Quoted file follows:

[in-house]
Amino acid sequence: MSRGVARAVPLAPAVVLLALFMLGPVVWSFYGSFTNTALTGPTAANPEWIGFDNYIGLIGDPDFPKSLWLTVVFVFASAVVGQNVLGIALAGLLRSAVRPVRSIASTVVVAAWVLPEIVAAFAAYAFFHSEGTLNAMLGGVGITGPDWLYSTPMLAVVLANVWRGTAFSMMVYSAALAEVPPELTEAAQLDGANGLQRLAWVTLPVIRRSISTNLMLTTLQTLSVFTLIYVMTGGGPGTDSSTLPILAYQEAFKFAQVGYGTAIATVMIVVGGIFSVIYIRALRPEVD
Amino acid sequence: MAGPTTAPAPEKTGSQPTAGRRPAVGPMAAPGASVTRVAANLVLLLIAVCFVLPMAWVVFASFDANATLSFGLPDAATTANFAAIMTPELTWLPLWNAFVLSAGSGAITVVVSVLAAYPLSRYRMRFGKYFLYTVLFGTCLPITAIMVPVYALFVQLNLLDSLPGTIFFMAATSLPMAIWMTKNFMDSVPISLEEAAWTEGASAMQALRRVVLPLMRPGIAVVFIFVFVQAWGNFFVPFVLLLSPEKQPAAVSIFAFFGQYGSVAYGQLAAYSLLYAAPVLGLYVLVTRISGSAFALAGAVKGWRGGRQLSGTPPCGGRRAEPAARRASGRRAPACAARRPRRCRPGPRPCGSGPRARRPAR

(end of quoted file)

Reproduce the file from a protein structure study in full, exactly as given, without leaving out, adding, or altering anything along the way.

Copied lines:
[in-house]
Amino acid sequence: MSRGVARAVPLAPAVVLLALFMLGPVVWSFYGSFTNTALTGPTAANPEWIGFDNYIGLIGDPDFPKSLWLTVVFVFASAVVGQNVLGIALAGLLRSAVRPVRSIASTVVVAAWVLPEIVAAFAAYAFFHSEGTLNAMLGGVGITGPDWLYSTPMLAVVLANVWRGTAFSMMVYSAALAEVPPELTEAAQLDGANGLQRLAWVTLPVIRRSISTNLMLTTLQTLSVFTLIYVMTGGGPGTDSSTLPILAYQEAFKFAQVGYGTAIATVMIVVGGIFSVIYIRALRPEVD
Amino acid sequence: MAGPTTAPAPEKTGSQPTAGRRPAVGPMAAPGASVTRVAANLVLLLIAVCFVLPMAWVVFASFDANATLSFGLPDAATTANFAAIMTPELTWLPLWNAFVLSAGSGAITVVVSVLAAYPLSRYRMRFGKYFLYTVLFGTCLPITAIMVPVYALFVQLNLLDSLPGTIFFMAATSLPMAIWMTKNFMDSVPISLEEAAWTEGASAMQALRRVVLPLMRPGIAVVFIFVFVQAWGNFFVPFVLLLSPEKQPAAVSIFAFFGQYGSVAYGQLAAYSLLYAAPVLGLYVLVTRISGSAFALAGAVKGWRGGRQLSGTPPCGGRRAEPAARRASGRRAPACAARRPRRCRPGPRPCGSGPRARRPAR